The great nonflagration?

Despite a few high-profile wildfires, 2013 was a fairly quiet fire season after all.

  • Sources: EcoWest.org; National Interagency Fire Center

  • Smoke lingers near Yosemite following the Rim Fire, California's third-largest wildfire on record.

    Craig Allyn Rose
 

This year, wildfires received unusually intense media attention after 19 firefighters died in Arizona on June 30, and during August, when the 257,314-acre Rim Fire burned in and around Yosemite National Park. Despite this, 2013 is on track to be one of the quietest fire seasons in years. By the end of October, 40,775 fires had burned 4.1 million acres nationwide – only 63 percent of the 10-year average for the number of fires, and just 59 percent of the 10-year average for acres burned. In every region except Southern California (home of the Rim Fire), the number of acres burned was below the 10-year average – particularly in the South and East, where very wet conditions helped suppress both local and national totals. While the West was closer to normal, late spring storms and a strong summer monsoon in the Southwest reduced the danger there. September was also the wettest on record for many places in Colorado, Oregon and Washington.

Jon Schwedler
Jon Schwedler
Nov 26, 2013 03:18 PM
Thanks Mitch. One interesting thing that remains consistent this year is the size of individual fires-- still 5 times larger than the 70s.
Mitch Tobin
Mitch Tobin
Nov 26, 2013 03:56 PM
Thanks, Jon. The average size of fires has been trending upward, as has the number of really big blazes. You might be interested in our wildfire dashboard that visualizes the data: http://www.ecowest.org/fires/trends/
Mark Bohrer
Mark Bohrer
Nov 26, 2013 03:58 PM
Try telling people living in Groveland, California it was a slow fire year. Between the Rim Fire and the government shutdown a month later, people in the central Sierras near Yosemite got a 1-2 punch that forced businesses to shutter and made many consider selling their homes.
Mitch Tobin
Mitch Tobin
Nov 26, 2013 04:16 PM
Or the family and friends of the 19 firefighters who died in Arizona. Even in a statistically slow year, homes will burn and people will be killed by wildfires. I have more details on how the 2013 fire season has played out in this post: http://www.ecowest.org/[…]/
W John Faust &
W John Faust & Subscriber
Nov 26, 2013 05:27 PM
It's a data point with the same significance as the extraordinary cold spells that dot our climate changing history.
George Ponte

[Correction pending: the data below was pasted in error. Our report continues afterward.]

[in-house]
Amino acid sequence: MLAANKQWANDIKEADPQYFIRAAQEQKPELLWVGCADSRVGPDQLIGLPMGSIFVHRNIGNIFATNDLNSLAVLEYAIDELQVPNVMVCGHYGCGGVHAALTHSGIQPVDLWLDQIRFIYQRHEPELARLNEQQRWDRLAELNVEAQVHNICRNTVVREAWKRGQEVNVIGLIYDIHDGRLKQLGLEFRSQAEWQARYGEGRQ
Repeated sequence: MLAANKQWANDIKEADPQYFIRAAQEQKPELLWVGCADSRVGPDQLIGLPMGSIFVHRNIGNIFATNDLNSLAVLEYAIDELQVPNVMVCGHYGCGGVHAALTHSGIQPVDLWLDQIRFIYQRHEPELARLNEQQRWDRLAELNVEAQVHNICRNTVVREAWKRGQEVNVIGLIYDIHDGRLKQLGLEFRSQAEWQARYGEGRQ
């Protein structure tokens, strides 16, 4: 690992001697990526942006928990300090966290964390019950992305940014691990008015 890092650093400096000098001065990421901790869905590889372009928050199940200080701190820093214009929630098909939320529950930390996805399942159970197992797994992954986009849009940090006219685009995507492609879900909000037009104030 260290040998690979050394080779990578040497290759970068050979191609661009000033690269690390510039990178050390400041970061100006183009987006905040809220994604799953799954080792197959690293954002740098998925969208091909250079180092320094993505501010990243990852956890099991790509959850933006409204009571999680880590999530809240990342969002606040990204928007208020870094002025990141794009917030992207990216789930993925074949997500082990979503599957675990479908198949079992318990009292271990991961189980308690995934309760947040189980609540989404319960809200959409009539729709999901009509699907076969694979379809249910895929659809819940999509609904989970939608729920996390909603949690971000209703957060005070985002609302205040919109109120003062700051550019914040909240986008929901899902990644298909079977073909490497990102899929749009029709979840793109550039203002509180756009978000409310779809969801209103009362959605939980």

George Ponte Subscriber
Nov 26, 2013 09:55 PM
Mitch - you missed the boat on Oregon. For the state we had the most severe season since 1951 in terms of acres burned and money spent. Most of that was from dry lightning in southwest Oregon in July.
Mitch Tobin
Mitch Tobin
Nov 27, 2013 07:35 AM
George: NIFC hasn't released year-to-date figures for individual states. Early in 2014, we'll have the numbers. But it's certainly possible that individual states would have bad years while the nation as a whole has a quiet year. By Nov. 1, the Northwest region was at 112% of average for the number of fires, but just 72% of average for acreage burned.
Jay Lusher
Jay Lusher
Nov 28, 2013 07:41 PM
Mitch, although the octal numbers and acres were lower than average 2013 was still not a nonflagration. It was the deadliest since 1994 with 33 firefighters killed in the line of duty and one of the most expensive. Within the federal budget year th suppression budget exceeded its initial allocation of 1 billion and had to find additional funds to close out he year. For firefighters this year was a conflagration, anytime that many people are killed should open everyone's eyes no matter what the acreage is.
Mitch Tobin
Mitch Tobin
Dec 01, 2013 10:25 AM
Jay: It definitely was a deadly year for wildland firefighters (I track fatalities on this dashboard: http://www.ecowest.org/fires/firefighters/). And I wouldn't be surprised if it's an expensive year because the cost of wildfires is trending up, apparently without regard to the severity of the fire season. I've found the feds' inflation-adjusted cost per fire and acre burned is rising, which should be raising red flags (http://www.ecowest.org/fires/suppression-costs/). I don't mean to diminish the sacrifice and hard work of firefighters, nor does one down year deny the overall trend toward larger, more intense fires (http://www.ecowest.org/[…]/)
su bing
su bing
Dec 03, 2013 07:53 PM
conflagration should be the right word?